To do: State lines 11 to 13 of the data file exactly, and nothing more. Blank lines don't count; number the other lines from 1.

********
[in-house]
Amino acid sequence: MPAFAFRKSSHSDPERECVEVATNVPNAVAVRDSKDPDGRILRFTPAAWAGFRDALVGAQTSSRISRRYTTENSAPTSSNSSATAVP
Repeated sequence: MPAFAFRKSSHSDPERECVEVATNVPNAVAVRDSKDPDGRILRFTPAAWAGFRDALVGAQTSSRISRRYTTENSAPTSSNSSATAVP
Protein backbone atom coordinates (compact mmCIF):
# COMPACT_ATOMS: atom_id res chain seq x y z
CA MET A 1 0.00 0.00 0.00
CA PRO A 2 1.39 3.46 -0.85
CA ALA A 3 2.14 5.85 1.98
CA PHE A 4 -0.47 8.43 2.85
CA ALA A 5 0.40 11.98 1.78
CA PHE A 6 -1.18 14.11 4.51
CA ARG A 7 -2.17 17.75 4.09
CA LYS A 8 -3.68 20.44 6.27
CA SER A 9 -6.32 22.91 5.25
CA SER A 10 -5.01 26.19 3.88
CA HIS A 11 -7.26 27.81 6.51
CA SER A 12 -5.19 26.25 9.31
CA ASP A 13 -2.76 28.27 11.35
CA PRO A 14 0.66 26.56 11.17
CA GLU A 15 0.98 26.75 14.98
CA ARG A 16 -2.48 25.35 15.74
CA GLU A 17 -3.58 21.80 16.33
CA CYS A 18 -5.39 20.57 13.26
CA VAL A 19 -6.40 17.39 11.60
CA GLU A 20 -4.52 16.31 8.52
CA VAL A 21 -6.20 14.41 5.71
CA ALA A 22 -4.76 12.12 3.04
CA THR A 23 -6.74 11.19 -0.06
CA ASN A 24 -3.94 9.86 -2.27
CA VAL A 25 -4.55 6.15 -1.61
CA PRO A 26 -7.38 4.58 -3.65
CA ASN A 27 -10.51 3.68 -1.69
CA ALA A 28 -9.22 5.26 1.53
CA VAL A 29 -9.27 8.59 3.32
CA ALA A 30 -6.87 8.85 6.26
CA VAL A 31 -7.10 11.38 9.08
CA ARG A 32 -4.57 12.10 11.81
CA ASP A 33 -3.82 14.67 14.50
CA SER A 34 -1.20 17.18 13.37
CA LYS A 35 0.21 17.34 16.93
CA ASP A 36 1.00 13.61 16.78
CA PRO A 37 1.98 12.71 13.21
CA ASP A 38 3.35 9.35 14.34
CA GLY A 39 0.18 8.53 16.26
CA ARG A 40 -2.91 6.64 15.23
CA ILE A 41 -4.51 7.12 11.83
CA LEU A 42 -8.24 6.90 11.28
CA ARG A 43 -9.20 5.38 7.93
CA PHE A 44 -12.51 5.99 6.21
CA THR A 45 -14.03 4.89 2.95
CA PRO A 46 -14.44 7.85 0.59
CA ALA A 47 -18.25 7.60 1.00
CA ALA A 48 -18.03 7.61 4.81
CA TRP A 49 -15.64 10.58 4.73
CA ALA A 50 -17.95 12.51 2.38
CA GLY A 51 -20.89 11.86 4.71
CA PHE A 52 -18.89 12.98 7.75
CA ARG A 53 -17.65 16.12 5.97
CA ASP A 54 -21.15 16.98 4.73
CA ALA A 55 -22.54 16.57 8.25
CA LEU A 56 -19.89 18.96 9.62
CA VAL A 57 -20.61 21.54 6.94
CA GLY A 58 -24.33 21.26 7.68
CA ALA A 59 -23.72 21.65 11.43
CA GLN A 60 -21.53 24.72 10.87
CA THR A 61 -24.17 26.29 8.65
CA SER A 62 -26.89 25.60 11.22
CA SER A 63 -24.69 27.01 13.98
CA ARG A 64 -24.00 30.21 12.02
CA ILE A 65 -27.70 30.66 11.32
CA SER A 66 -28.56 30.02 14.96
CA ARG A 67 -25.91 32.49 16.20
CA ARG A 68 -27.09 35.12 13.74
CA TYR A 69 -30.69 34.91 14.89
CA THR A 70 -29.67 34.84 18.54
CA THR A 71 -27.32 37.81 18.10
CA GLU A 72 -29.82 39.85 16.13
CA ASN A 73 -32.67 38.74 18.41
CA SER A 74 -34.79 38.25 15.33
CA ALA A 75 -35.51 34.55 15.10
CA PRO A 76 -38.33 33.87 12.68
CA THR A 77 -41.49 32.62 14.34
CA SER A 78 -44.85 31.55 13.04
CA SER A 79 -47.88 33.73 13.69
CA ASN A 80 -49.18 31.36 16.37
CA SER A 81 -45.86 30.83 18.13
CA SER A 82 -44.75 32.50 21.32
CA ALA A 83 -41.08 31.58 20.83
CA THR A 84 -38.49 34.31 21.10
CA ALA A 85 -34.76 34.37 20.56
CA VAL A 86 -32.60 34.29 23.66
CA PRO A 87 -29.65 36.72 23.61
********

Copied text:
CA PHE A 6 -1.18 14.11 4.51
CA ARG A 7 -2.17 17.75 4.09
CA LYS A 8 -3.68 20.44 6.27